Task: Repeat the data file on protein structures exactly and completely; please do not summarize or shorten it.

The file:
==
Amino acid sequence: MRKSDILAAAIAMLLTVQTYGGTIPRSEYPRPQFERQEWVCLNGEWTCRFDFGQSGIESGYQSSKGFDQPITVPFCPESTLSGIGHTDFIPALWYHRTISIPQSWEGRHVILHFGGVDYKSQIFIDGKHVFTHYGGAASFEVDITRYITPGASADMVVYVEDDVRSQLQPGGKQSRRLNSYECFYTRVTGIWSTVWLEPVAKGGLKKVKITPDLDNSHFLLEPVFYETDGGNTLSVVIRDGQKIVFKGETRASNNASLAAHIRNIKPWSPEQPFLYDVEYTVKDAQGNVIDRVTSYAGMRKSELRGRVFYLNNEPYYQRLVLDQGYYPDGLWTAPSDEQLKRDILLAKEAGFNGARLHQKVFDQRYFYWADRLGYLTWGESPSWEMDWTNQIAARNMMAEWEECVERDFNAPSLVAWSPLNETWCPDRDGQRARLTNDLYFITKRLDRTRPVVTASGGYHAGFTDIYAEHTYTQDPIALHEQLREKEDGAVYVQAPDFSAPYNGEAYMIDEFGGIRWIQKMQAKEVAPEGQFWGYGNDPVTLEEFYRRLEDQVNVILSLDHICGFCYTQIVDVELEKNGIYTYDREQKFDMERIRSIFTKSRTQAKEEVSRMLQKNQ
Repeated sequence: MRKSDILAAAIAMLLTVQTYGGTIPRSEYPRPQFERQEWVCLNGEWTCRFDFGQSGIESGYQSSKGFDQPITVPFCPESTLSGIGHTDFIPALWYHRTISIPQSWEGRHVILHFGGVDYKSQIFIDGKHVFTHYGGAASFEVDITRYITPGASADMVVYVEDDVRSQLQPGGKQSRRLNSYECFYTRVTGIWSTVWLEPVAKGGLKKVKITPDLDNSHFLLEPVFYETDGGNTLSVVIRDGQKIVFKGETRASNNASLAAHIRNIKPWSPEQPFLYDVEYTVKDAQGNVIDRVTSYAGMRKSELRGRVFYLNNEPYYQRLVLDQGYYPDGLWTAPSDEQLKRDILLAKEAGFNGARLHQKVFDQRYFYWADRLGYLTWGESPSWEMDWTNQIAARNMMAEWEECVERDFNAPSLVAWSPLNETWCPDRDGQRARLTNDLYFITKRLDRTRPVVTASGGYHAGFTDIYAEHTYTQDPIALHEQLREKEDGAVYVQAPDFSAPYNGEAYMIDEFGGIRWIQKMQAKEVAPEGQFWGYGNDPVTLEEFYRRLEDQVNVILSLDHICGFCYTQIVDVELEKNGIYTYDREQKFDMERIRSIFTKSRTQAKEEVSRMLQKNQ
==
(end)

Amino acid sequence: MRKSDILAAAIAMLLTVQTYGGTIPRSEYPRPQFERQEWVCLNGEWTCRFDFGQSGIESGYQSSKGFDQPITVPFCPESTLSGIGHTDFIPALWYHRTISIPQSWEGRHVILHFGGVDYKSQIFIDGKHVFTHYGGAASFEVDITRYITPGASADMVVYVEDDVRSQLQPGGKQSRRLNSYECFYTRVTGIWSTVWLEPVAKGGLKKVKITPDLDNSHFLLEPVFYETDGGNTLSVVIRDGQKIVFKGETRASNNASLAAHIRNIKPWSPEQPFLYDVEYTVKDAQGNVIDRVTSYAGMRKSELRGRVFYLNNEPYYQRLVLDQGYYPDGLWTAPSDEQLKRDILLAKEAGFNGARLHQKVFDQRYFYWADRLGYLTWGESPSWEMDWTNQIAARNMMAEWEECVERDFNAPSLVAWSPLNETWCPDRDGQRARLTNDLYFITKRLDRTRPVVTASGGYHAGFTDIYAEHTYTQDPIALHEQLREKEDGAVYVQAPDFSAPYNGEAYMIDEFGGIRWIQKMQAKEVAPEGQFWGYGNDPVTLEEFYRRLEDQVNVILSLDHICGFCYTQIVDVELEKNGIYTYDREQKFDMERIRSIFTKSRTQAKEEVSRMLQKNQ
Repeated sequence: MRKSDILAAAIAMLLTVQTYGGTIPRSEYPRPQFERQEWVCLNGEWTCRFDFGQSGIESGYQSSKGFDQPITVPFCPESTLSGIGHTDFIPALWYHRTISIPQSWEGRHVILHFGGVDYKSQIFIDGKHVFTHYGGAASFEVDITRYITPGASADMVVYVEDDVRSQLQPGGKQSRRLNSYECFYTRVTGIWSTVWLEPVAKGGLKKVKITPDLDNSHFLLEPVFYETDGGNTLSVVIRDGQKIVFKGETRASNNASLAAHIRNIKPWSPEQPFLYDVEYTVKDAQGNVIDRVTSYAGMRKSELRGRVFYLNNEPYYQRLVLDQGYYPDGLWTAPSDEQLKRDILLAKEAGFNGARLHQKVFDQRYFYWADRLGYLTWGESPSWEMDWTNQIAARNMMAEWEECVERDFNAPSLVAWSPLNETWCPDRDGQRARLTNDLYFITKRLDRTRPVVTASGGYHAGFTDIYAEHTYTQDPIALHEQLREKEDGAVYVQAPDFSAPYNGEAYMIDEFGGIRWIQKMQAKEVAPEGQFWGYGNDPVTLEEFYRRLEDQVNVILSLDHICGFCYTQIVDVELEKNGIYTYDREQKFDMERIRSIFTKSRTQAKEEVSRMLQKNQ